Does that mean you’re going to put out another one? I’m working on it. I want to do the next one on tree trunks. I don’t know if you’ve ever noticed or if you’ve lived anywhere or gone and seen great trees, but when you walk up to a tree, there’s a life in them. Sometimes, in between the crevices of a tree trunk, there will be a plant growing. There will be a moth with a pearlized finish or little bugs living inside. I’ve already started working on it. It’s a process of learning how to do it properly. I am an amateur photographer, so, I’ve just started thinking about where in the country I’m going to visit. I’d like to go to the state of Washington to take pictures of the sequoias.

In the book jacket for September, you mention that a life-threatening illness guided you in putting this book out. When book number one came out, I was diagnosed with a brain tumor. I had to have brain surgery. Part of why the new book took three years to do was because I had to emotionally recuperate. When you face a life-threatening situation like I did, you look at life a little differently. I have a different way to see how flowers bloom now and a new appreciation for life.

What do you grow in your own flower garden? Mainly orchids, but I have a smelling garden with all types of flowers. I have another wall that I have covered with all hibiscus.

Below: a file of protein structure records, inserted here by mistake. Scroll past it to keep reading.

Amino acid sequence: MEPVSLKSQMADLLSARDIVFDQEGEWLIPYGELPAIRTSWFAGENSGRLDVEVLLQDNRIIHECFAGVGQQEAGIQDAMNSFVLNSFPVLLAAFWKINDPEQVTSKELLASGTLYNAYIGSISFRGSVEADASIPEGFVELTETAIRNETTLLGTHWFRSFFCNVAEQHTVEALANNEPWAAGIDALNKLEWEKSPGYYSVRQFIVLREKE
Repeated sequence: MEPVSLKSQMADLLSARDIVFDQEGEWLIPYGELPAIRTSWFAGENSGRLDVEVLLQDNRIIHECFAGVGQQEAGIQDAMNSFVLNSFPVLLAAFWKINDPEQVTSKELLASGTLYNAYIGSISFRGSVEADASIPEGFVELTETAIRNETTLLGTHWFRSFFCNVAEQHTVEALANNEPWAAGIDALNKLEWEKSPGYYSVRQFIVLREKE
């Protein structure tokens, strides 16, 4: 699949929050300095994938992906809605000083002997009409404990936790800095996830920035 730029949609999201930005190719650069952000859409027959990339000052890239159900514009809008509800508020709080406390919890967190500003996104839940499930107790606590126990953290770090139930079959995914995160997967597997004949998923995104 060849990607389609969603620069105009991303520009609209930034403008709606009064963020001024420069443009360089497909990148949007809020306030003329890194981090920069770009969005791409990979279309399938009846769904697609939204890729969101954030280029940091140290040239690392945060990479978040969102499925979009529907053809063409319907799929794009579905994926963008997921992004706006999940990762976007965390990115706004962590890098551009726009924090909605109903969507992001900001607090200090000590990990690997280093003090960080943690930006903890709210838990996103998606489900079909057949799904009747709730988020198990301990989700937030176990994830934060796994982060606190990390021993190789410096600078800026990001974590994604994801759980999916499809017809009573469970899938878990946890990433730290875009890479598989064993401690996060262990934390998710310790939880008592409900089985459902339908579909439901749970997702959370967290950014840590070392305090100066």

What are your favorite flowers to receive as a gift? That’s a touchy one. It’s probably not a particular flower as much as the combination. It’s the art of putting the flowers together. What you put with a hydrangea, what you put with lilies, what you put with orchids make the visual appearance. I’m all about the visual. A dozen roses doesn’t cut it.

Where are your go-to places? In Miami, I like Il Gabbiano. You sit outside there and you’re right on the water. At La Piaggia you feel like you’re in St. Tropez, because all of the tables are on the sand. I love Mr. Chow and taking the boat to Fisher Island. In Aspen, I like Matsuhisa and Il Molino.

More on Janice Lipton at www.janicelipton.com.

BlackBook Staff Picks: Dining, Drinking, Shopping, & Staying